The sextant has been a precise, practical and pivotal piece of nautical navigation since the eighteenth century, helping sailors to determine the angle between two objects and measure the altitude of celestial bodies.

Derived from the Latin word for "one sixth" - owing to the shape of the instruments arc which is made up of one sixth of a circle - sextants can be used to measure the distance between the moon and other celestial bodies to determine Greenwich Mean Time (GMT) without the use of any electrical power. Unlike modern GPS systems, a sextant always has your back while you're out at sea, and that's why they still serve as a significant navigational tool onboard ships to this day.

Made in 1759 by John Bird, one of the most famous craftsman of mathematical instruments - early sextant designs were initially constructed from weighty mahogany and ivory materials before being refined and improved using lighter woods and subsequently fine brass in the nineteenth century.

In modern times, sextants have been streamlined further with the use of light, ergonomic metals and plastics. This ensures that you get a precise navigational reading paired with a sleek, high performance feel at the same time. These beautifully constructed navigational pieces have adapted perfectly with the times and incorporated various changes to ensure they remain as vital as ever.

In our latest blog, we'll explore the differences between plastic and metal sextants, helping you to make an informed decision on your next purchase, while illuminating the key benefits to owning a modern sextant. We'll also provide a glimpse into our very own range of handpicked instruments at Sea Chest.

Should I Buy A Plastic Sextant Or A Metal Sextant?

For those in the market for a new sextant, the price will be a significant aspect as these instruments can range anywhere from £250 to £3000. Therefore, novice navigators just starting out or seasoned sea-dwellers in search of a quick replacement will likely need to be looking primarily at a durable plastic sextant.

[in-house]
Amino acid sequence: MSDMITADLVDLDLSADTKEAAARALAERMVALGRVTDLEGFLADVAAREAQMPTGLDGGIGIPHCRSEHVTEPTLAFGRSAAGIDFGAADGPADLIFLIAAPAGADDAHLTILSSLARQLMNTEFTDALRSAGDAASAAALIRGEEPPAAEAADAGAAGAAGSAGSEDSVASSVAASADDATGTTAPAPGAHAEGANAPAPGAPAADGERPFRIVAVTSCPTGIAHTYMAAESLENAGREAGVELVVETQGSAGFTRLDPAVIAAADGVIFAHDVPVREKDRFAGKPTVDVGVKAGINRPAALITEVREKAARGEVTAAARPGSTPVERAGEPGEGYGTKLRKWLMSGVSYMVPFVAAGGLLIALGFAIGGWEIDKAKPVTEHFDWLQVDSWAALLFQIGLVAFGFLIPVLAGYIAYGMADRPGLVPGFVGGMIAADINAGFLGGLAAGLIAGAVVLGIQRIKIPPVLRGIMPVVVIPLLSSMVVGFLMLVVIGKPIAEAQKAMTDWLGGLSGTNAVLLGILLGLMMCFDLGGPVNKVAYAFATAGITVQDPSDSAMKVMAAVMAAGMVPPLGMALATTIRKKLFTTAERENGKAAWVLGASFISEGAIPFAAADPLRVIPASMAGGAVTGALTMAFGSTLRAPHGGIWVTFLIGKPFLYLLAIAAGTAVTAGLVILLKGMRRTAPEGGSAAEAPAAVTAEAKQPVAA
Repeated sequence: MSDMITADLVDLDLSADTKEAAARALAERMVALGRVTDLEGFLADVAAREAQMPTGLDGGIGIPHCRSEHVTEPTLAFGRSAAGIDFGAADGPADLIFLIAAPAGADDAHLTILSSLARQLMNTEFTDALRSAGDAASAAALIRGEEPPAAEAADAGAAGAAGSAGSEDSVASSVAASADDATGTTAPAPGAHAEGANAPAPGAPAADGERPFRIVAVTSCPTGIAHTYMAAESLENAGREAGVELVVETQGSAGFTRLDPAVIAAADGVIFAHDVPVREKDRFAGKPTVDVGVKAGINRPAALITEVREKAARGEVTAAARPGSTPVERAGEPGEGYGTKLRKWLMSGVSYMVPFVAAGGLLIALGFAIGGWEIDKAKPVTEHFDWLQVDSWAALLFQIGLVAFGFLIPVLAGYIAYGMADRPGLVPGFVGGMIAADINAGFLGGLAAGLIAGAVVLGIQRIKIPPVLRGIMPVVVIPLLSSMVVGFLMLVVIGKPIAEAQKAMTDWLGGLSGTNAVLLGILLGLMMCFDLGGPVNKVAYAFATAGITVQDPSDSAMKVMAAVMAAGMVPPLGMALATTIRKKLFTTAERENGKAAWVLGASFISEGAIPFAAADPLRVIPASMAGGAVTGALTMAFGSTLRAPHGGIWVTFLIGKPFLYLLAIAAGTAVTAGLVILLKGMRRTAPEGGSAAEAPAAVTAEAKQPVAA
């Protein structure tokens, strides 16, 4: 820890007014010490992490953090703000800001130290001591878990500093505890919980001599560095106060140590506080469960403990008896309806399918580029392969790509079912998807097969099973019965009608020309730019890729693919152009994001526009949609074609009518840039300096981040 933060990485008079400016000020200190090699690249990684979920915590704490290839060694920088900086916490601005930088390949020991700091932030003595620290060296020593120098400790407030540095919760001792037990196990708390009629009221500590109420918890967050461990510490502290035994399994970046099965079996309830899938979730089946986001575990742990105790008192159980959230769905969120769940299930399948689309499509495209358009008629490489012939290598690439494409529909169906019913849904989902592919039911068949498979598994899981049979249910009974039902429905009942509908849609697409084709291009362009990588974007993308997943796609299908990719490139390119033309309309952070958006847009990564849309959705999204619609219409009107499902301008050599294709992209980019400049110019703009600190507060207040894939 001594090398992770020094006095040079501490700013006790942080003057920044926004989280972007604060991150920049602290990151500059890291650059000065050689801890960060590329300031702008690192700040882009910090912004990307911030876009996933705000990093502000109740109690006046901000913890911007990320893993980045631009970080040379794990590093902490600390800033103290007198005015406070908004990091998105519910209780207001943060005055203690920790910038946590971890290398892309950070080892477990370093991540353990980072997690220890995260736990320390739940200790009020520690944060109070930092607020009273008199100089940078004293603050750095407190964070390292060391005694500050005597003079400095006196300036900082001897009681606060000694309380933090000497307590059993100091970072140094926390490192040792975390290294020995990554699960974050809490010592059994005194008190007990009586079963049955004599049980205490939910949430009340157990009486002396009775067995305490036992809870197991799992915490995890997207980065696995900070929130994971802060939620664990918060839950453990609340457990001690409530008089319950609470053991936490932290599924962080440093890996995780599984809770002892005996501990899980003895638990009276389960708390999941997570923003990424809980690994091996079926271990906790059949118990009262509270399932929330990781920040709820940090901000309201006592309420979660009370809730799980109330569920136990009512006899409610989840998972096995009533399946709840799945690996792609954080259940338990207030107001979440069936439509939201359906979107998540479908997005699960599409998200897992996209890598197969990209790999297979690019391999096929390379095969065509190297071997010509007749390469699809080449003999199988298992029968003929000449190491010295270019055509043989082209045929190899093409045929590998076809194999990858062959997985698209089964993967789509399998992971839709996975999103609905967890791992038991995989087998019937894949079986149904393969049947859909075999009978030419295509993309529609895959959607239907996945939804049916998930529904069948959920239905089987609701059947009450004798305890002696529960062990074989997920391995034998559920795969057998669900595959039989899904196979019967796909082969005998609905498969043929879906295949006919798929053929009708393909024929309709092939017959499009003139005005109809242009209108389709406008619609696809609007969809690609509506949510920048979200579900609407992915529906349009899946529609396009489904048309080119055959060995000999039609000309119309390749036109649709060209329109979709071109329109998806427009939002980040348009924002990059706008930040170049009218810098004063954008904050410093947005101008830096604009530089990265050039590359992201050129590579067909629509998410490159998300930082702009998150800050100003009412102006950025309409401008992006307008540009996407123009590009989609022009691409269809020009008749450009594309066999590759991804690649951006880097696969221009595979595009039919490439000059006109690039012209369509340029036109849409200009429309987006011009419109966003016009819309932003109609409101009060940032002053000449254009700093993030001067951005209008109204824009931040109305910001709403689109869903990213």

Plastic sextants are lightweight and more practical to carry and deploy while you're on your boat. They're also far less cumbersome, weighty and bulky for those looking to learn and develop their sextant skills. If you opt for a high quality plastic sextant, you'll also find that you're not actually compromising on much in the way of functional quality. There are many plastic sextants out there that are made from moulded, high-impact plastics that are weather resistant, durable, break-resistant and resilient to corrosion. They're also very easy to hold and use as well.

The Davis Mark 15 High-Impact Plastic Sextant fits the bill perfectly thanks to the precision-machined slow travel gear and worm mechanism, along with an easy-to-read micrometer drum and vernier. The large and easily adjusted mirrors use new instrument-quality glass and a special baked-on salt-spray resistant backing to provide exceptional sight taking at a reasonable price.

Metal sextants have a premium quality construction and are often made from more classically appealing materials for navigational purists and maritime collectors. Typically, metal sextants are more accurate than plastic sextants because of the high quality metal materials used that are less susceptible to the effects of the sun and therefore provide more reliable readings. For this reason, metals sextants are favoured more so by seasoned sailors. Those who collect navigational instruments will also be seduced by the beautiful gleaming finish of a traditional brass sextant, which is far more desirable than the functional construction of plastic sextants. Metal versions will typically be more robust, hardwearing and timeless by design.

The Freiberger (All View) Drum Sextant has a comfortable weight and size with excellent balance thanks to its high quality light metal alloy frame. Both the large horizon and index mirrors have been thoroughly tested for optical flatness and parallelism, while the clamping device and micrometer drum are fully enclosed for protection against dirt and water spray.

Post By Ed Mason